I can’t fathom how one begins broaching a topic so inundated in historical, religious, and personal relevance and comes back with mechanics as irrelevant and insipid as “lose control of your character.” It ignores grappling with these feelings, and how motivations shift and change with your perception of reality. Adding this into your game would necessarily involve these perceptual shifts, and the shifts-of-the-shifts, without demonizing the experiences. Psychosis is distressing. If you’re exploring it, it should not be comfortable and safe, cordoned off by methods of avoidance.

I’ve not read a good example of psychosis in a game, so I can’t use that as a jumping-off point. I think successfully mechanizing psychosis in a way that is at least interesting (all I can ask for) is figuring out why you want to include it. Is it relevant? Are you trying to incorporate a wide range of human experiences? Do you want to explore how and why people feel things, and how one can feel them so differently?

(As an aside, for the most part, the answer to these questions seems to be “no” in the texts including psychosis mechanics. It is out of sheer laziness and expecting the reader “gets what they mean” through well-known media tropes instead of an actual earnest attempt at depiction).

Figuring out why you want to include psychosis, and why it must be included in the rules text and not simply roleplayed at the table, is the most necessary step. It will inform what you want to include and research. Even I need to research if I want to include it in a system because I only experience a tiny fraction of what it can entail.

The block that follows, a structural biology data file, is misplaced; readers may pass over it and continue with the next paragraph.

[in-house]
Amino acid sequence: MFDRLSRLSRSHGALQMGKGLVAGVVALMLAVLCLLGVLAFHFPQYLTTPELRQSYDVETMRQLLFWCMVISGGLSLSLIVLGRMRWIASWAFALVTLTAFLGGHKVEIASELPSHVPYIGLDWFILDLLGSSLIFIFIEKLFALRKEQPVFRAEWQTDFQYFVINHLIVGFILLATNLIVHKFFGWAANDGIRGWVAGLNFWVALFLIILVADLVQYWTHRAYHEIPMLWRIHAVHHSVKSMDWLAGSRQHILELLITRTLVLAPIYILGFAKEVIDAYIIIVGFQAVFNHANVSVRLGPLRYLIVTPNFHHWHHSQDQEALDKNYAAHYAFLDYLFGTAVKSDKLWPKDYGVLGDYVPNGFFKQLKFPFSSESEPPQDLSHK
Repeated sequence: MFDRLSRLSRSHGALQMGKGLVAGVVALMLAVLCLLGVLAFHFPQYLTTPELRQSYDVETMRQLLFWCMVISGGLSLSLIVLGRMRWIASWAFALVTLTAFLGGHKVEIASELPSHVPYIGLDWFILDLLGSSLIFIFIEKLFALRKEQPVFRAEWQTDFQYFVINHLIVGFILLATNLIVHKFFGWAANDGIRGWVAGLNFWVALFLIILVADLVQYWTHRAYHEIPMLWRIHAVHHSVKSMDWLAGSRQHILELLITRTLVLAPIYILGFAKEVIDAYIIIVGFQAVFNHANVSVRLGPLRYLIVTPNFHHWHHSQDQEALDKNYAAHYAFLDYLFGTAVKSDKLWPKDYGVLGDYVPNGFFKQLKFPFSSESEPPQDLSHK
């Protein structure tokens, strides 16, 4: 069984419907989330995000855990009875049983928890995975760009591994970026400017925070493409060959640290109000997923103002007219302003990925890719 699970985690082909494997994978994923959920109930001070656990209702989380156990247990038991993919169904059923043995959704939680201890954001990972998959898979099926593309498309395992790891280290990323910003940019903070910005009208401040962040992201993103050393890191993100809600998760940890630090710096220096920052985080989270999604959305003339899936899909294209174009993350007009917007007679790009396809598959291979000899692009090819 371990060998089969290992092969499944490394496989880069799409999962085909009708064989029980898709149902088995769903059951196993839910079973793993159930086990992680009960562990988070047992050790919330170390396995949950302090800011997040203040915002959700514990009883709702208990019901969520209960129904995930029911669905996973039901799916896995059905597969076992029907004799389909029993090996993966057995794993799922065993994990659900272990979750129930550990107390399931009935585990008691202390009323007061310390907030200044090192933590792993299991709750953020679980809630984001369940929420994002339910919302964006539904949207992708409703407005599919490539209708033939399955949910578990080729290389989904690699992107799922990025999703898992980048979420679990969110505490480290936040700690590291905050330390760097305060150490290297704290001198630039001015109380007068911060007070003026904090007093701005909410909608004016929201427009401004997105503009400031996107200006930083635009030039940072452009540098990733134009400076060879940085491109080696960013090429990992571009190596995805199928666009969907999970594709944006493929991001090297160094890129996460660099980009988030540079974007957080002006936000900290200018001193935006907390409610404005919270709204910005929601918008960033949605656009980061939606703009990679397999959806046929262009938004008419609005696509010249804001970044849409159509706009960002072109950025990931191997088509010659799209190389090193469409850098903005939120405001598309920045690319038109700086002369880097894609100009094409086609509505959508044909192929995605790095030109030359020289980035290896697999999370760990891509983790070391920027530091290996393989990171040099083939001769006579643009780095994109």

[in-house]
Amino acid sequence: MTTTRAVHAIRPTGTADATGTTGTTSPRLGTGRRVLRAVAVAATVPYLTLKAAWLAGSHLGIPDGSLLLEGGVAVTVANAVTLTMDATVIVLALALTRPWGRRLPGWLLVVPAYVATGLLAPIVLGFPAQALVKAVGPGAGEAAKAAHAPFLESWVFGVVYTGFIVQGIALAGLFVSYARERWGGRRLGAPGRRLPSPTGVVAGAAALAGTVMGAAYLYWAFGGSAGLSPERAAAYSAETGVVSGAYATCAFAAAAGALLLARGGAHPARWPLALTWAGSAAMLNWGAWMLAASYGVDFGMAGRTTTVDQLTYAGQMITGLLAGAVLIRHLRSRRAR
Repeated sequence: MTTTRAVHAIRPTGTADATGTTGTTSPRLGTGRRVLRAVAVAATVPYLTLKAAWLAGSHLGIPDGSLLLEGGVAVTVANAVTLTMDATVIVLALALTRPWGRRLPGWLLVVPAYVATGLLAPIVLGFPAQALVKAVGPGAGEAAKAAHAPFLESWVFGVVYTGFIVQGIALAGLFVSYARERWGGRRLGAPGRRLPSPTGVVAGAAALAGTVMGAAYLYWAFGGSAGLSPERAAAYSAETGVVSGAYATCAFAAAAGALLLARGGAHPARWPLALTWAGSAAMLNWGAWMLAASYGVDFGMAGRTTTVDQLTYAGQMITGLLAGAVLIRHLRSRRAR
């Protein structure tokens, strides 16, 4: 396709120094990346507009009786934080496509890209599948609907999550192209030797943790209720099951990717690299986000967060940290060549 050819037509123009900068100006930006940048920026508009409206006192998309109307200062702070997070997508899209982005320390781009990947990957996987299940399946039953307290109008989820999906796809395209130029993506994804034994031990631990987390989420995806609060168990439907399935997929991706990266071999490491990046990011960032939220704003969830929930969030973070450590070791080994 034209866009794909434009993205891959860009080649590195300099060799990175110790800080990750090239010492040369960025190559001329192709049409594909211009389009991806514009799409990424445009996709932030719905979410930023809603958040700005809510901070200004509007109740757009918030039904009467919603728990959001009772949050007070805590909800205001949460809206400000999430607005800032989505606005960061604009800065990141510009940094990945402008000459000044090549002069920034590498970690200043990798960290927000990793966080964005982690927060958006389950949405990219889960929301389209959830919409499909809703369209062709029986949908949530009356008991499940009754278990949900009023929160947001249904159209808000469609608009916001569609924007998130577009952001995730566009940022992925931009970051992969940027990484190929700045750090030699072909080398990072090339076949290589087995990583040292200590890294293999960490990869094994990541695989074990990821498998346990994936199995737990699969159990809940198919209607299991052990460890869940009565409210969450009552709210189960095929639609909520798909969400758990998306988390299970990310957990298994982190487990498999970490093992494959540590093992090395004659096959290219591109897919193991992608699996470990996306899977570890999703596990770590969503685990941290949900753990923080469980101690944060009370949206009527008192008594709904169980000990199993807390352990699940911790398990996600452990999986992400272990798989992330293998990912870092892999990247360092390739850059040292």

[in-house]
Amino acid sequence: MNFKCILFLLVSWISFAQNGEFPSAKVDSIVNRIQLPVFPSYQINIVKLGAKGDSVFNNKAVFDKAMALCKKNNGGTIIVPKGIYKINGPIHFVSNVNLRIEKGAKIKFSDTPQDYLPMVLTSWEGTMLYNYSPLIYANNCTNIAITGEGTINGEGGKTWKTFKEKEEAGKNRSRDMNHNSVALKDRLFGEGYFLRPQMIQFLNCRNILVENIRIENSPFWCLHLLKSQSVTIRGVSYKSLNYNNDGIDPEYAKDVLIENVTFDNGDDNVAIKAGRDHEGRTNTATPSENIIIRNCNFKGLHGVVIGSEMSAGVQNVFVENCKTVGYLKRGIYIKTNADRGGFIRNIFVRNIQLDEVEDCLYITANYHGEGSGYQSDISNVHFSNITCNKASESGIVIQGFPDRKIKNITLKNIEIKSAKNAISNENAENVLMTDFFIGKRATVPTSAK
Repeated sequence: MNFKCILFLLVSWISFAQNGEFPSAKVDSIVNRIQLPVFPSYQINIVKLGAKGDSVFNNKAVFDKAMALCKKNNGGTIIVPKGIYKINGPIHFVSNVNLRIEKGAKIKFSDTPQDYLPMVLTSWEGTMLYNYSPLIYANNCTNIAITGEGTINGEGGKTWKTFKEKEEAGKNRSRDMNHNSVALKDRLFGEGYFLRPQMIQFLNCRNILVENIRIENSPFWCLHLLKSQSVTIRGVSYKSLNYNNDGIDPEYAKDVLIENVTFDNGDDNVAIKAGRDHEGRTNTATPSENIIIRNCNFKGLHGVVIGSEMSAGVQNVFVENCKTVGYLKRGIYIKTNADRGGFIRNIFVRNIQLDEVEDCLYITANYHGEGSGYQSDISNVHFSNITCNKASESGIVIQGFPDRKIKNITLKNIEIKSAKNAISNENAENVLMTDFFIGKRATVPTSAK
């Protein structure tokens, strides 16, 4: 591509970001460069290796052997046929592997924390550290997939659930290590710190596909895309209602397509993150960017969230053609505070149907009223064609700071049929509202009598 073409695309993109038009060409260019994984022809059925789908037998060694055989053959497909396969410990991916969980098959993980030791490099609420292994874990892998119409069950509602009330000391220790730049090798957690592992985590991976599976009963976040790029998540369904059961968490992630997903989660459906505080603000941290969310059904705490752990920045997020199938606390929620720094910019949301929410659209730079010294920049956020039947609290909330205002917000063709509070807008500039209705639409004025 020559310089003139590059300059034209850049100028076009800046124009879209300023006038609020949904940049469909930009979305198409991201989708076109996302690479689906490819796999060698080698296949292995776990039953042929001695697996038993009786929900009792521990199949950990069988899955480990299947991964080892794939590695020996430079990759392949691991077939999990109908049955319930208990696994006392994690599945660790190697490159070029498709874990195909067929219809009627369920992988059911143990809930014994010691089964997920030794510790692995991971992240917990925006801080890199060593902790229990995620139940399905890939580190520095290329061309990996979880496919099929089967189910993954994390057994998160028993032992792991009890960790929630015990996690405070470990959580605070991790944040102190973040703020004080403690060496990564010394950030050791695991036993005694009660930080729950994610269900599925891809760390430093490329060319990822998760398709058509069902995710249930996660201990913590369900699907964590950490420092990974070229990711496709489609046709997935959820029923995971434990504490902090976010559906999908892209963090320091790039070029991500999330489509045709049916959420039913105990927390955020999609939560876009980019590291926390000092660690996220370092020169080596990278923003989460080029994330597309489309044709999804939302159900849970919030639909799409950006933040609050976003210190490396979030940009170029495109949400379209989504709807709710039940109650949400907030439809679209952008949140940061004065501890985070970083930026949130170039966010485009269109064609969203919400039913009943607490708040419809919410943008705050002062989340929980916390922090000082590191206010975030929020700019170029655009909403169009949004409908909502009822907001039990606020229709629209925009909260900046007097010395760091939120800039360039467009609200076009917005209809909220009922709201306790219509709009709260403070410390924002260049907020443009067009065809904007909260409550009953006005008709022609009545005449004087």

I wanted to elaborate more on how some systems can be fixed but, the more I read and researched, the more distressing it became. So, sorry. I won’t be explaining how to fix these things because I don’t even want to consider how my real life experiences are written about so casually in such popular books. I spent a few hours writing and deleting these parts, but there is so little empathy written into the systems surrounding these mechanics and I’m not getting paid for it. I can’t force myself to sit through it. Just remember: people dealing with psychosis are still people, even if they’re inconvenient.


Will you tell me my favorite game isn’t bad at depicting mental illness/deserves an exception? No.

Why don’t you name any games? I have read a lot of systems for this essay. None of them were good, even games I like and enjoy playing. Listing specific games results in two things: people who disagree with me see it as a list of games they can now play to prove how much I deserve alienation/othering/stereotyping, and people who may agree or disagree with me see their favorite game and get mad at me about it.

How can you tell if a game is bad at depicting mental illness? Short answer: it is. Long answer: it is. If you cannot figure out why, read this essay again.

How did YOU decide if something was good or bad? If the text, description, mechanics, rulings, etc. made me feel like the writer saw me as a human worthy of respect even if I was dealing with the same things that they had mechanized, then it was good. (They did not.)